It can be disconcerting to stumble across some unidentified poop in your backyard especially when it looks different to regular cat or dog poop, and the origins and culprit may not – at first glance – be clear to you.
Skunk poop is not dissimilar in size and shape to many other unwanted visitors that may decide to frequent your yard and garden and often, the key differentiator comes down to the fact it will almost certainly contain undigested parts of the animal’s diet.
If you’re not keen on the idea of dissecting the offending feces, then read on to understand how to differentiate Skunk scat from other animal droppings and what else to consider if identification is not clear-cut.
What Does Skunk Poop Look Like
Skunk poop or skunk scat can be identified by size and shape, contents, color, and odor. As is the case with many wild animals, it’s even possible to determine the particular species with just a little investigative work and know-how.
Typically, black or dark brown in color, and with a very distinct and unpleasant odor, their droppings mainly contain undigested matter such as seeds, berries, fur, bone, or insect parts.
Of course, the shade of color, and the texture can vary depending on what the animal was able to forage pre-digestion and, how long ago the poop was deposited.
Fresh skunk droppings will be moist and may have white or yellow streaks and a firm texture. Older poop will be faded and more likely to be brittle and dry.
It’s a good idea to have a good understanding of what skunk poop looks like if you suspect you have a skunk living on or frequenting your yard or garden. Knowing what the scat looks like and where you found it will come in handy when it comes to trapping a skunk.
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Size and Shape
Skunk scat is typically cylindrical in shape, with blunt ends. They measure about ½ inch in diameter, and between 2 and 4 inches in length.
Spotted skunks have identically shaped, but smaller droppings in comparison to other skunk species.
What Do Skunks Eat
Skunks are omnivores and in the wild mostly feed on insects – especially beetles and small vertebrates, such as lizards, snakes, mice, and birds. They also eat fruits that have fallen from trees or bushes and vegetables if available.
In urban settings, Skunk will eat just about anything they can get their paws on, from the contents of trash cans to pet food that has been left outdoors.
They do make some exceptions, however. Citrus fruit, herbs, alliums, and vinegar are definitely off the menu. These highly scented foods send their senses into overdrive causing disorientation and general discomfort.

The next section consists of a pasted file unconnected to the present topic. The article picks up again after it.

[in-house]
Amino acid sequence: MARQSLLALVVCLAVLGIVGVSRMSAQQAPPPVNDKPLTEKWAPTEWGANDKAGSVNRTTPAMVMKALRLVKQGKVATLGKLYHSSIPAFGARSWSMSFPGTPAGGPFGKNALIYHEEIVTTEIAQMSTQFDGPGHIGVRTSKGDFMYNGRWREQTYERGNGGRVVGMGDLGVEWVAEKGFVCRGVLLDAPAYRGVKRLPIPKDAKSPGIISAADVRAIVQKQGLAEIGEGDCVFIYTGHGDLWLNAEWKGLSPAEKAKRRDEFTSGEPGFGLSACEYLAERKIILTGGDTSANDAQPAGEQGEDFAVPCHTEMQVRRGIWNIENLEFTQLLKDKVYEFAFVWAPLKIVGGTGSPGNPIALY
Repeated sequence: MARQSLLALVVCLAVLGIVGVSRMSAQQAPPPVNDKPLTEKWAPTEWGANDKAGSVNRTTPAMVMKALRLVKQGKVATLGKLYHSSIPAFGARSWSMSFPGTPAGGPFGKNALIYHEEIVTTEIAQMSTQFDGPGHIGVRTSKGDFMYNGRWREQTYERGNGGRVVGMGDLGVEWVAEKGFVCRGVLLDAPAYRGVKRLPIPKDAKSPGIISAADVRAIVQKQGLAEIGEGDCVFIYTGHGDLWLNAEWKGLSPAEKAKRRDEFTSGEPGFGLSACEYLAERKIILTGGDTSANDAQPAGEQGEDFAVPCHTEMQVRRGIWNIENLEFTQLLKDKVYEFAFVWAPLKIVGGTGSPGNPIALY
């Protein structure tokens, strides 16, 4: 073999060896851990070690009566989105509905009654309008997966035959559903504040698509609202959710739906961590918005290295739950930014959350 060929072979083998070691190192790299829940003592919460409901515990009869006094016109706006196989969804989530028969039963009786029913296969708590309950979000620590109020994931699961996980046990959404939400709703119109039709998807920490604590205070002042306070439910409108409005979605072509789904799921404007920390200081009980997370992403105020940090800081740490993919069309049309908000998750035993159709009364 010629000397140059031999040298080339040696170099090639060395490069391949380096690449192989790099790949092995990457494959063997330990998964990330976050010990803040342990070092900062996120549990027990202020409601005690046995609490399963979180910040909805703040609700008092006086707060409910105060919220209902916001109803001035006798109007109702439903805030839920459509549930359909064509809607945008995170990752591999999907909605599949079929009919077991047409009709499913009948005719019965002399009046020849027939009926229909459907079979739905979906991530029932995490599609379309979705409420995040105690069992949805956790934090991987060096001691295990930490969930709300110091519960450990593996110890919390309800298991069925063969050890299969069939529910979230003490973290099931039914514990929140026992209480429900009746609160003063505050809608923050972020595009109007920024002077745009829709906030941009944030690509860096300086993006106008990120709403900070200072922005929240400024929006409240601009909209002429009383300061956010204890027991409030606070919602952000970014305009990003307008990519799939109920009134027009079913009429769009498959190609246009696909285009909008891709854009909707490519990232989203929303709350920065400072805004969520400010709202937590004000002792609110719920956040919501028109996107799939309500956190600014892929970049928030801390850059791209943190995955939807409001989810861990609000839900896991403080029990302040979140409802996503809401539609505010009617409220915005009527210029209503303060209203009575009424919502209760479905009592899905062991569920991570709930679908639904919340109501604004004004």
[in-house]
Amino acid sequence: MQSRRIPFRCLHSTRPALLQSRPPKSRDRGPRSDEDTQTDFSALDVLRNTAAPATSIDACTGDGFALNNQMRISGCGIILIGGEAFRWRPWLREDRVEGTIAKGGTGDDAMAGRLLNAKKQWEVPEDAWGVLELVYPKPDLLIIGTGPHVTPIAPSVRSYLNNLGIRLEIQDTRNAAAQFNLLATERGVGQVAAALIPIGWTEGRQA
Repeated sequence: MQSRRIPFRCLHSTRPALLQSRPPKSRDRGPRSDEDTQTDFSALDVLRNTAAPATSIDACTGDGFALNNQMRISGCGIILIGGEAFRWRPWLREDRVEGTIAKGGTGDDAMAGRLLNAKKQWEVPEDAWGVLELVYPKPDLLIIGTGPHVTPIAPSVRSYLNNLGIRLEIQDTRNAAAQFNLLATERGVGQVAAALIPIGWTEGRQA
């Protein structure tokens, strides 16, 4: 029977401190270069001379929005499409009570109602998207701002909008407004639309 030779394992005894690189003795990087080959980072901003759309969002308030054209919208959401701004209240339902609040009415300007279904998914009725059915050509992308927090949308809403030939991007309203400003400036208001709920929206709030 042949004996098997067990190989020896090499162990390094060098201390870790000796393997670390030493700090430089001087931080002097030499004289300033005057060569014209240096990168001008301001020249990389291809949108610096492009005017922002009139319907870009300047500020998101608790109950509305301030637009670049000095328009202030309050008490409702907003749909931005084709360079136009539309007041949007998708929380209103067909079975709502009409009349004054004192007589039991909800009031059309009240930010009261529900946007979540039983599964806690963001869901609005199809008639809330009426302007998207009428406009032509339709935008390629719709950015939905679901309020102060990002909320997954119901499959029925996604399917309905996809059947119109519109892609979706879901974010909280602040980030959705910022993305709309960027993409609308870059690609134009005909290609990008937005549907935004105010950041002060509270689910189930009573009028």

Skunk Poop Vs Cat Poop
Skunk poop is very similar to cat poop and when it comes to shape and size the two are nearly identical. Both are 2-4 inches in length, approximately 1/2″ in diameter, oblong in shape, and with blunt ends.
Unlike cats, skunks eat living animals, and it would not be uncommon to see small pieces of their skeleton, feathers as well as fur in skunk scat.
Cat droppings shouldn’t have animal parts in them. In the main, your cat eats processed food, so things like bones and hair aren’t part of your cat’s regular diet.
There are a couple of ways that will help you identify who the poop belongs to if you are still unsure. Firstly, cats are likely to be easier to spot as they can be active during the day as well as at night. Alternatively, you could check the contents of the poop.
Of course, for most people, this might sound disgusting, plus, there is always a risk of coming into contact with bacteria or disease. A word of caution, always wear gloves and use a stick to prod about in the droppings rather than using your hands.
Skunk Poop Vs Possum Scat
Possum droppings are also very similar to skunk droppings in size, shape, and color. Since skunks and possums have virtually the same diet, it can prove difficult to positively identify possum droppings from skunk droppings.
When it comes to eating habits, possums don’t eat fruit with seeds, so there will never be any seeds in their feces. However, since skunks are not great climbers, they will only tend to eat fruit that can be scavenged from the ground, and because windfall fruit is an opportunistic find, seeds aren’t always present in their poop.
A better way of ensuring a positive identification is by their tracks, burrows, digging holes, and odor.
Where Do Skunks Poop
It’s important to know what skunk poop looks like, but the location is just as important – here’s why.
Skunks don’t poop in their own den – they’ll leave their den to poop, preferring to poop near their feeding spot or on their way to feed.
Observing the location of these droppings will help you to understand whether a skunk is living in your yard, or if it is just coming to your yard to feed, as chances are they will be taking the same route to and from their burrow to the food source.
To further assist your investigations, you could set up a motion-activated camera to capture nighttime activities.